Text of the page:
Constitutional Law

“Shall Not Be Construed”: Reversal of Supreme Court Decisions by Constitutional Amendment

John v. Orth

Abstract This Article considers the way in which small changes of wording can signal large changes of thought in the United States Constitution (Constitution). Drawing upon examples found in the Eleventh and Sixteenth Amendments, and in the Reconstruction Amendments, the Article shows that there are two ways to reverse a U.S. Supreme Court decision by […]

If it Ain’t Broke, Don’t Fixate on it: Gadamer, Gedicks, and Original Public Meaning

Michael C. Dorf

Abstract Response to Frederick Mark Gedicks, The “Fixation Thesis” and Other Falsehoods In The “Fixation Thesis” and Other Falsehoods, Professor Frederick Mark Gedicks argues that public meaning originalists are mistaken in their claim that the Constitution today means just what it meant when it was adopted. Unlike living constitutionalists who say that the document’s meaning […]

Testa, Crain, and the Constitutional Right to Collateral Relief

Carlos M. Vázquez & Stephen I. Vladeck

Response to Ann Woolhandler & Michael G. Collins, State Jurisdictional Independence and Federal Supremacy Abstract        In Montgomery v. Louisiana, the U.S. Supreme Court held that state prisoners have a constitutional right to relief from continued imprisonment if the prisoner’s conviction or sentence contravenes a new substantive rule of constitutional law. Specifically, the Court held […]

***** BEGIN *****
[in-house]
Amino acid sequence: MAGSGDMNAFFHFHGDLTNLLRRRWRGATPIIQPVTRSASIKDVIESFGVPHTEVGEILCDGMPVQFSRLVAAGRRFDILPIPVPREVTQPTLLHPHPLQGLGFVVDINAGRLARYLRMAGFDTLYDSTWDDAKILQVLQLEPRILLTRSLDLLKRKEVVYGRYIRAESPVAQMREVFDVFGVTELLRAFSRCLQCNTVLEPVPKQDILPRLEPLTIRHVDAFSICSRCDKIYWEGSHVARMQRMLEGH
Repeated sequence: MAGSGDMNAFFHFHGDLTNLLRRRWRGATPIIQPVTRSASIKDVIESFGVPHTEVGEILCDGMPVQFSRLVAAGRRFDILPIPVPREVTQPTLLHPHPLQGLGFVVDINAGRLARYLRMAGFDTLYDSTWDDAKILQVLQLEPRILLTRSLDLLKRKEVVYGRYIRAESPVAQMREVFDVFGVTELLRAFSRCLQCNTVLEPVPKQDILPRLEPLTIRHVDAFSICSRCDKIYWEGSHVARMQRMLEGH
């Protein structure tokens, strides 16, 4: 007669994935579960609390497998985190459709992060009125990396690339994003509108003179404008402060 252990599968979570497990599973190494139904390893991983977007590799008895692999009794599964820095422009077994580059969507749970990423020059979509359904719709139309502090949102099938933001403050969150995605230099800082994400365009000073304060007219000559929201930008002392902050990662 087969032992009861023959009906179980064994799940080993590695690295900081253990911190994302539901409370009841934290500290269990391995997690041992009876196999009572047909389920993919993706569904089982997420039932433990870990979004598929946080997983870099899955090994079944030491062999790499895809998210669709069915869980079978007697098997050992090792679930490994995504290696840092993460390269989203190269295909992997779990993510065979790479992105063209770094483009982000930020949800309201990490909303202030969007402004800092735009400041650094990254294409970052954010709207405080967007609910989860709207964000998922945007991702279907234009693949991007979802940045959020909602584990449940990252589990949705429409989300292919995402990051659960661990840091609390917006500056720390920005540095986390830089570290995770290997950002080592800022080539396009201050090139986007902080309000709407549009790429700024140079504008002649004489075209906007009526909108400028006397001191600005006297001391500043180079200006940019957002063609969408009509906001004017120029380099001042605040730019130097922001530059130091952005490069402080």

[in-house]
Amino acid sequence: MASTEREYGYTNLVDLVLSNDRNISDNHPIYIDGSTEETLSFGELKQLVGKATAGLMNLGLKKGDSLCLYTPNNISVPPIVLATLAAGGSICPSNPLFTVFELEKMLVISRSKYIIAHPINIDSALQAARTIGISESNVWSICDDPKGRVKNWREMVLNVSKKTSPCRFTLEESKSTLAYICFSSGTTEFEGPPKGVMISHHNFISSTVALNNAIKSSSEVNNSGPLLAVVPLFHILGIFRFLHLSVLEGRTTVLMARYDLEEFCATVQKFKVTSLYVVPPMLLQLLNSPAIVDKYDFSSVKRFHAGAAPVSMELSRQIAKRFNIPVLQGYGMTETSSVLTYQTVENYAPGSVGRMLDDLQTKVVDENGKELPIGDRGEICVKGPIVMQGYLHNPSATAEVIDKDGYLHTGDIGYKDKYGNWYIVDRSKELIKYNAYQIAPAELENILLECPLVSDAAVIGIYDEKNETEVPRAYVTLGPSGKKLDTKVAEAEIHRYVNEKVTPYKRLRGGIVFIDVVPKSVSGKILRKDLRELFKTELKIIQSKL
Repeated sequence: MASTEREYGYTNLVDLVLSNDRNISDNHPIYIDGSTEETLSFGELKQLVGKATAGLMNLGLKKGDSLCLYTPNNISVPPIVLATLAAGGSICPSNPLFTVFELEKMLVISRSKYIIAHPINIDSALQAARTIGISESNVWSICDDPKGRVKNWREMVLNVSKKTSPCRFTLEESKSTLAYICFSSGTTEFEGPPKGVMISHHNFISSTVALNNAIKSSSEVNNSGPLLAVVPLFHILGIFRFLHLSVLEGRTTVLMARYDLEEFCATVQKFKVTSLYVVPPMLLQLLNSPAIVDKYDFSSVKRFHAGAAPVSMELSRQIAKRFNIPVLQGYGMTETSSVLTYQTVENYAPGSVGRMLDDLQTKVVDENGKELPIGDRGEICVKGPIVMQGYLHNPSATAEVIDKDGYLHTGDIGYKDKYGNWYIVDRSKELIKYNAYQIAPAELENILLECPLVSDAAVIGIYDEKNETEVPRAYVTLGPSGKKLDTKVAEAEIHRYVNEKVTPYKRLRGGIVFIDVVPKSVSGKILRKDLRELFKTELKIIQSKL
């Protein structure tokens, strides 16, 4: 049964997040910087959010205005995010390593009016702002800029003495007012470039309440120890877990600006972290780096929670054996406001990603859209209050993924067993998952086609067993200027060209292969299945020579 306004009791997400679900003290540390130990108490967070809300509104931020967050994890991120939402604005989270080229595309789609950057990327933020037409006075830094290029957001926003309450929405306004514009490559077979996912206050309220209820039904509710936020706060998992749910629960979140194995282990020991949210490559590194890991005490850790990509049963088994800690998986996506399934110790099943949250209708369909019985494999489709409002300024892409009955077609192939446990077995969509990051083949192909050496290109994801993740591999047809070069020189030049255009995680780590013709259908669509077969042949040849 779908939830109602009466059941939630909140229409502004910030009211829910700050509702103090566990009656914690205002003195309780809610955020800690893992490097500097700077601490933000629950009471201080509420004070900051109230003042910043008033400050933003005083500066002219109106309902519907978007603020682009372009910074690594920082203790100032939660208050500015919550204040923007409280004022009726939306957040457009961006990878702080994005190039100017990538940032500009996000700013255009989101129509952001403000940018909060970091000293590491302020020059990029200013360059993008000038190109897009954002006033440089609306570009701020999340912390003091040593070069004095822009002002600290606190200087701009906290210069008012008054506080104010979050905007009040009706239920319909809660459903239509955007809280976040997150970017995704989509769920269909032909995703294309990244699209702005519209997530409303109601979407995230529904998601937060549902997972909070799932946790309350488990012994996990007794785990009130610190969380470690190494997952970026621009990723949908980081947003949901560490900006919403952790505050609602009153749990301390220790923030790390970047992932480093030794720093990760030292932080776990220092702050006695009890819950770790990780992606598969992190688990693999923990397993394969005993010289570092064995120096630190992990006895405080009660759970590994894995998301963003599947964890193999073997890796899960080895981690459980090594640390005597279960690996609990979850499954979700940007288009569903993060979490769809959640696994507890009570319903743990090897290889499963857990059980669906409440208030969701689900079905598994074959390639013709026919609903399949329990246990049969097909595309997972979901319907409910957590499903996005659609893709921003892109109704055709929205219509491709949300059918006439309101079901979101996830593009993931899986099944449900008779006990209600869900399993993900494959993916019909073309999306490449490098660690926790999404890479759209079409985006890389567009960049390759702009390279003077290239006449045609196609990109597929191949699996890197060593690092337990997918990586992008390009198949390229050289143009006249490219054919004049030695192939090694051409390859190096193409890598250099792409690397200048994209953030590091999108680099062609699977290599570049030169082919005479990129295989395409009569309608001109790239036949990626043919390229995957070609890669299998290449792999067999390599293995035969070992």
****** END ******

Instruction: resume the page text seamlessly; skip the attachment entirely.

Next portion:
Affording The Franchise: Amendment 4 & The Senate Bill 7066 Litigation

Dalia Figueredo

Abstract Felon re-enfranchisement statutes that condition the restoration ofvoting rights on the payment of legal financial obligations have beenchallenged under the Fourteenth and Twenty-Fourth Amendments to theU.S. Constitution. To date, these challenges have been unsuccessfulbecause felons are not a protected class, disenfranchised felons do nothave a fundamental right to vote under existing case law, and […]

‘Nothing Compares 2 U:’ A Response to Beyond Compare: A Codefendant’s Prison Sentence as a Mitigating Factor in Death Penalty Cases

John H. Blume & Megan E. Barnes

Abstract Response to Jeffrey Kirchmeier, Beyond Compare: A Codefendant’s Prison Sentence as a Mitigating Factor in Death Penalty Cases The argument that the Court’s desire to eliminate arbitrariness in capital sentencing should allow juries to consider co-defendant sentences applies with equal force to juveniles sentenced to life without parole—to whom the Court has applied similar […]

Objectively Correct

William D. Araiza

Abstract The nub of Professor Smith’s Response is that animus doctrine reflects the polarization of our culture to the point where the only common ground is a consensus that “it is wrong to act from pure hatred or hostility.” That realization both unlocks a doctrinal box but also warns of its contents. If hatred or […]